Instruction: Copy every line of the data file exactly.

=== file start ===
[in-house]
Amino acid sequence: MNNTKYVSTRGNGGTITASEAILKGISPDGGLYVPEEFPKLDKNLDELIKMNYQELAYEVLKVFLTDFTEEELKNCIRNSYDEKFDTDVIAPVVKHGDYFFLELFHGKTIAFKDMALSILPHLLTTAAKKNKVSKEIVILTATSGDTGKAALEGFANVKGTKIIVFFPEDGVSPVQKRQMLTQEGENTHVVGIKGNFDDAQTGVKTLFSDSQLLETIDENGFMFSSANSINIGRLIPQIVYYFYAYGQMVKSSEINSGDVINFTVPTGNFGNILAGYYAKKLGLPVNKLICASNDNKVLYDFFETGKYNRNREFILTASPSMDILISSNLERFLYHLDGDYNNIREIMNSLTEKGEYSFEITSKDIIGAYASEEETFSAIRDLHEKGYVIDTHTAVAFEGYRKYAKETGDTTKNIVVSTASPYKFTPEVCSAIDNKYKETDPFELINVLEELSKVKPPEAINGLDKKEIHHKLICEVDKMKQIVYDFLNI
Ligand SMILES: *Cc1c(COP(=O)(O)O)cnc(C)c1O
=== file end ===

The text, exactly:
[in-house]
Amino acid sequence: MNNTKYVSTRGNGGTITASEAILKGISPDGGLYVPEEFPKLDKNLDELIKMNYQELAYEVLKVFLTDFTEEELKNCIRNSYDEKFDTDVIAPVVKHGDYFFLELFHGKTIAFKDMALSILPHLLTTAAKKNKVSKEIVILTATSGDTGKAALEGFANVKGTKIIVFFPEDGVSPVQKRQMLTQEGENTHVVGIKGNFDDAQTGVKTLFSDSQLLETIDENGFMFSSANSINIGRLIPQIVYYFYAYGQMVKSSEINSGDVINFTVPTGNFGNILAGYYAKKLGLPVNKLICASNDNKVLYDFFETGKYNRNREFILTASPSMDILISSNLERFLYHLDGDYNNIREIMNSLTEKGEYSFEITSKDIIGAYASEEETFSAIRDLHEKGYVIDTHTAVAFEGYRKYAKETGDTTKNIVVSTASPYKFTPEVCSAIDNKYKETDPFELINVLEELSKVKPPEAINGLDKKEIHHKLICEVDKMKQIVYDFLNI
Ligand SMILES: *Cc1c(COP(=O)(O)O)cnc(C)c1O